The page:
On First Days and Mysterious Emergency Alarms
The first class I attended as a Kenyon student was Psychology 100. I remember the day of the week (Thursday), the time class started (9:40 a.m.) and the room in which it was held (Sam Mather 201). Yes, this information is tattooed in my memory, because I did not want to be late for my first-ever college class. I budgeted extra time to walk across campus from my dorm (a 10-minute walk at the most), eat breakfast at Peirce, and arrive early enough to get a good seat.
Yesterday morning was my first day of class as a Swedish Program student at the Stockholm School of Economics (SSE). Just as I did on my first day at Kenyon, I allowed myself ample time to get to class. But instead of a leisurely morning stroll across a quiet college campus, my morning commute involved half an hour on the tunnelbana (metro), wedged shoulder-to-shoulder with Swedes heading into the city for work.
The view from the metro – beautiful, but obscured by hordes of commuters during rush hour.
Upon arriving at my metro stop, I made my way through the streets of downtown Stockholm to SSE. Of course, I couldn’t just take the normal elevator to my classroom on the ninth floor, because that would be too simple. For some reason (don’t ask me why – I’m not majoring in architecture), only certain elevators go to certain floors, so I had to find my way down to the basement in order to take the elevator up to the ninth floor.
I’d given myself an hour to accomplish this, so I arrived early to my first class – Introductory Swedish. Two years ago, I thought Kenyon’s Intensive Intro Spanish class was going to be impossible; now, trying to figure out how to pronounce letters like å, ä and ö, I longed for some Spanish verbs to conjugate.
After stumbling over Swedish, I had several hours to spare before my next class. At Kenyon, I would have gone back to my dorm, dropped off my books, started on homework, responded to some emails and (depending on the intensity of the morning) maybe even enjoyed some down time cuddled up on my bed with a good book or an episode of Friends. Here, in a confusingly large building full of tall Swedish business students bustling to and from their classes, I had nowhere to retreat, and I suddenly felt suffocated by the chaos of being in a big city. Trying to regain some control, I decided to explore the library on the fifth floor.
The library was okay – it was picturesque, but there was nowhere particularly comfortable to sit – so I decided to leave. I approached the door through which I’d entered and automatically turned the handle. A piercing alarm shattered the studious silence, and a man rushed up to me, yelling in rapid Swedish. When it was clear I had no idea what he was saying, he switched to English, demanding I show him the schoolbooks I was carrying in my bag (I think he thought I’d set off the I’m-trying-to-steal-books-without-checking-them-out alarm). Fortunately, a soft-spoken librarian came over, glanced quickly at my books, and quietly informed me that I’d pulled the wrong handle. She explained that there are two handles on each door in the building; apparently the green handles activate the emergency alarm. Who knew? It’s a wonder I hadn’t accidentally pulled one earlier.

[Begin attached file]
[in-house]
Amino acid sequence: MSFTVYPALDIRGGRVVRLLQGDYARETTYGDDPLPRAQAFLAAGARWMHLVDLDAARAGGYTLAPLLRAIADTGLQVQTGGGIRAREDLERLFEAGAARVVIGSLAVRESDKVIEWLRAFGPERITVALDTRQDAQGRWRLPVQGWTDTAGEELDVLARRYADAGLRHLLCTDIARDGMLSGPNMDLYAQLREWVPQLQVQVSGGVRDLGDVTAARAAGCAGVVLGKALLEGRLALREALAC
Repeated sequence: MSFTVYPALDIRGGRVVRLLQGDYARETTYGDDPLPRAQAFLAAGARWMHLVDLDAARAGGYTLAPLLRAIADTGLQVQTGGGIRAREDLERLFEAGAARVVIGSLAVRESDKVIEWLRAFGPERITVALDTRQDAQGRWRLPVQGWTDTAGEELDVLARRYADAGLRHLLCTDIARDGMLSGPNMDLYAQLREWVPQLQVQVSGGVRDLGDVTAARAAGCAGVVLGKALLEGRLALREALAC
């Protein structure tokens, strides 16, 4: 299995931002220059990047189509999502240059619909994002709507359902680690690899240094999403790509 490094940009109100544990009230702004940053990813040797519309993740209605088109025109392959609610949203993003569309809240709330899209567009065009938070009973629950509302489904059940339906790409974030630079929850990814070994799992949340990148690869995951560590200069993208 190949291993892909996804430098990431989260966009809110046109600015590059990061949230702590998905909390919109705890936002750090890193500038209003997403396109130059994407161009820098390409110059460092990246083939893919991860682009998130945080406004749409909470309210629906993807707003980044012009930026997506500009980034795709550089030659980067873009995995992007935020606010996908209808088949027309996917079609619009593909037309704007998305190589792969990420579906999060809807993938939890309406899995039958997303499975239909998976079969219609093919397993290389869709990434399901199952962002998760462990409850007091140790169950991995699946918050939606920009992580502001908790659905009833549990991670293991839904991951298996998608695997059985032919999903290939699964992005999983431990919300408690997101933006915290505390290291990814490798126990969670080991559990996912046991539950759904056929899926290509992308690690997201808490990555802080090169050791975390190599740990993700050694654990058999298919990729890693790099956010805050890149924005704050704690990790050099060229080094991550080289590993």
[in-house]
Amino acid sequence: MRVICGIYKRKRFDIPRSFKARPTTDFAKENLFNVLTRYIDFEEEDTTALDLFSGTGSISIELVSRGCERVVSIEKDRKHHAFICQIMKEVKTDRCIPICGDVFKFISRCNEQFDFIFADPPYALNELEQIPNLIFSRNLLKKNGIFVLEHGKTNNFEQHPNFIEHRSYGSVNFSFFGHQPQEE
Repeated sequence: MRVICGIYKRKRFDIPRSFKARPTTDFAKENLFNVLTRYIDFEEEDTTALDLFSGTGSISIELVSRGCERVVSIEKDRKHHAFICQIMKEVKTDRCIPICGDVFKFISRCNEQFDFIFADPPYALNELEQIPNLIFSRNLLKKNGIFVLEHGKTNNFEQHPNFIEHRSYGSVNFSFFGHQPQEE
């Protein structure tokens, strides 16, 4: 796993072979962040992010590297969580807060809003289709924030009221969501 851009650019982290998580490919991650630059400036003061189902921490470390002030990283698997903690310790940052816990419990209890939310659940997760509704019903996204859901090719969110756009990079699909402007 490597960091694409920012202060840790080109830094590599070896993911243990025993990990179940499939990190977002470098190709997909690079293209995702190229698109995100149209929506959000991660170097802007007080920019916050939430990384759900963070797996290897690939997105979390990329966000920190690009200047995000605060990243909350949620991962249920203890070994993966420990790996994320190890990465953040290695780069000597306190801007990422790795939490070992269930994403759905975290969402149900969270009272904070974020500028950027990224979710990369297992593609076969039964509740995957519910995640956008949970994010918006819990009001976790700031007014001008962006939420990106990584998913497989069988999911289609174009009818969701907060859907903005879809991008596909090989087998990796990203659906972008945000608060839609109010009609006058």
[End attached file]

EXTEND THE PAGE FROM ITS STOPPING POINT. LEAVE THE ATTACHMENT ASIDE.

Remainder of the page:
The infamous door handle – a little confusing to an American who generally thinks green means go.
By this point, I was mortified, so I withdrew outside for some fresh air and sat on a bench by a playground, as schoolchildren pushed each other on the swings. By the time I had to go inside for my other class, I’d developed a massive headache. The course – a creative writing class called Writing Sweden – was excellent, with only seven students and a thoughtful, engaging professor, but I had trouble focusing and ended up counting down the minutes until class was over.
Thankfully, the metro wasn’t as crowded at 5 p.m. (or should I say 17:00?) as it had been that morning, so I managed to collapse into a seat and watch the city speed past on my way home. Stepping into my apartment was a relief, but the prospect of having to cook a proper meal was daunting after a day spent feeling lost and out of place. I suddenly found myself longing for the convenience and camaraderie of Peirce.
Don’t get me wrong – I’ve loved much of the time I’ve spent in Sweden so far (admittedly only a little more than a week), but yesterday was long and exhausting. Everything here feels like so much more of a process than it does at Kenyon – it all takes a little longer and requires a bit more effort. But it’s astonishing how much I’m learning – not only in class, but also from the trials and errors of life in a country that I don’t entirely know how to navigate. Today, for example, I didn’t get lost once. I now know never to pull a green door handle. I managed to find nearly everything I needed at the grocery store this afternoon. So although the process is a little difficult right now, I’m confident that it will ultimately be an enlightening and rewarding one.
On Making the Decision to Study Abroad, Katie Jimenez-Gray '18
Why I'm Not Studying Abroad, Wilson Captein '18
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